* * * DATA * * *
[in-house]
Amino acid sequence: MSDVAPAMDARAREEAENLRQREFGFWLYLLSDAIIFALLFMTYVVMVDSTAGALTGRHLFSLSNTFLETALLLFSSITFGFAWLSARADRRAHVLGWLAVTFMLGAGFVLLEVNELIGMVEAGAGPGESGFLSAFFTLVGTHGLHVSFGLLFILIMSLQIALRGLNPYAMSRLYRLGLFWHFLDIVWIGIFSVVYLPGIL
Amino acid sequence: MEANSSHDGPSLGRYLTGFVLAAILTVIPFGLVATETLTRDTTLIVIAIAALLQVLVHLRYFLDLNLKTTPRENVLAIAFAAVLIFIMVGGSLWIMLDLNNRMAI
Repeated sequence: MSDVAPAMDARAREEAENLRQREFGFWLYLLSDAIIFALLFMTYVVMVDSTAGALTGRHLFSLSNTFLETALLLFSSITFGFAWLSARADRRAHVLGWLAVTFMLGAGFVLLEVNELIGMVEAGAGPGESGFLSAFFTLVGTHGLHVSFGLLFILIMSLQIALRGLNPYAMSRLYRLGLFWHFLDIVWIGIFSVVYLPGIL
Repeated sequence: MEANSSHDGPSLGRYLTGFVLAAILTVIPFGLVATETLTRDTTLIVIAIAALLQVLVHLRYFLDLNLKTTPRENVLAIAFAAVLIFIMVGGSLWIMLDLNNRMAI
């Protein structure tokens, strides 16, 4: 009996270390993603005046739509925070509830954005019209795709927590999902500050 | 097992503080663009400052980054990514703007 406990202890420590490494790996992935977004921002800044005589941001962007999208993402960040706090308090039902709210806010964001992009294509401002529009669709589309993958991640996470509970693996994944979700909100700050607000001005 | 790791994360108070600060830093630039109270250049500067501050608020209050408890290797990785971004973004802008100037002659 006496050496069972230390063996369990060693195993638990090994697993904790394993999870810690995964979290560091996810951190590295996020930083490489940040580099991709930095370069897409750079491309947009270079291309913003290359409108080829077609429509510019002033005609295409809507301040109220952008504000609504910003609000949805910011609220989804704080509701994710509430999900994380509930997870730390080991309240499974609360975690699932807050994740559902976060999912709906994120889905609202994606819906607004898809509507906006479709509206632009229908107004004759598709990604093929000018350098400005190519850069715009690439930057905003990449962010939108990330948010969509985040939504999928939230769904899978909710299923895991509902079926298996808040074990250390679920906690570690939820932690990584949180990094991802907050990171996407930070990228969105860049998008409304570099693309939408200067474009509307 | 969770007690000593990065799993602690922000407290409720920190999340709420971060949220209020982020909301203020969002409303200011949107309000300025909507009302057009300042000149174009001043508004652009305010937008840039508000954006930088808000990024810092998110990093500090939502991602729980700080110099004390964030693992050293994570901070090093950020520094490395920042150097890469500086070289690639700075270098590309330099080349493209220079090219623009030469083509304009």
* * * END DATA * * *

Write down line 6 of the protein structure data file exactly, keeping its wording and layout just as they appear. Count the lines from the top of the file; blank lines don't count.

């Protein structure tokens, strides 16, 4: 009996270390993603005046739509925070509830954005019209795709927590999902500050 | 097992503080663009400052980054990514703007 406990202890420590490494790996992935977004921002800044005589941001962007999208993402960040706090308090039902709210806010964001992009294509401002529009669709589309993958991640996470509970693996994944979700909100700050607000001005 | 790791994360108070600060830093630039109270250049500067501050608020209050408890290797990785971004973004802008100037002659 006496050496069972230390063996369990060693195993638990090994697993904790394993999870810690995964979290560091996810951190590295996020930083490489940040580099991709930095370069897409750079491309947009270079291309913003290359409108080829077609429509510019002033005609295409809507301040109220952008504000609504910003609000949805910011609220989804704080509701994710509430999900994380509930997870730390080991309240499974609360975690699932807050994740559902976060999912709906994120889905609202994606819906607004898809509507906006479709509206632009229908107004004759598709990604093929000018350098400005190519850069715009690439930057905003990449962010939108990330948010969509985040939504999928939230769904899978909710299923895991509902079926298996808040074990250390679920906690570690939820932690990584949180990094991802907050990171996407930070990228969105860049998008409304570099693309939408200067474009509307 | 969770007690000593990065799993602690922000407290409720920190999340709420971060949220209020982020909301203020969002409303200011949107309000300025909507009302057009300042000149174009001043508004652009305010937008840039508000954006930088808000990024810092998110990093500090939502991602729980700080110099004390964030693992050293994570901070090093950020520094490395920042150097890469500086070289690639700075270098590309330099080349493209220079090219623009030469083509304009």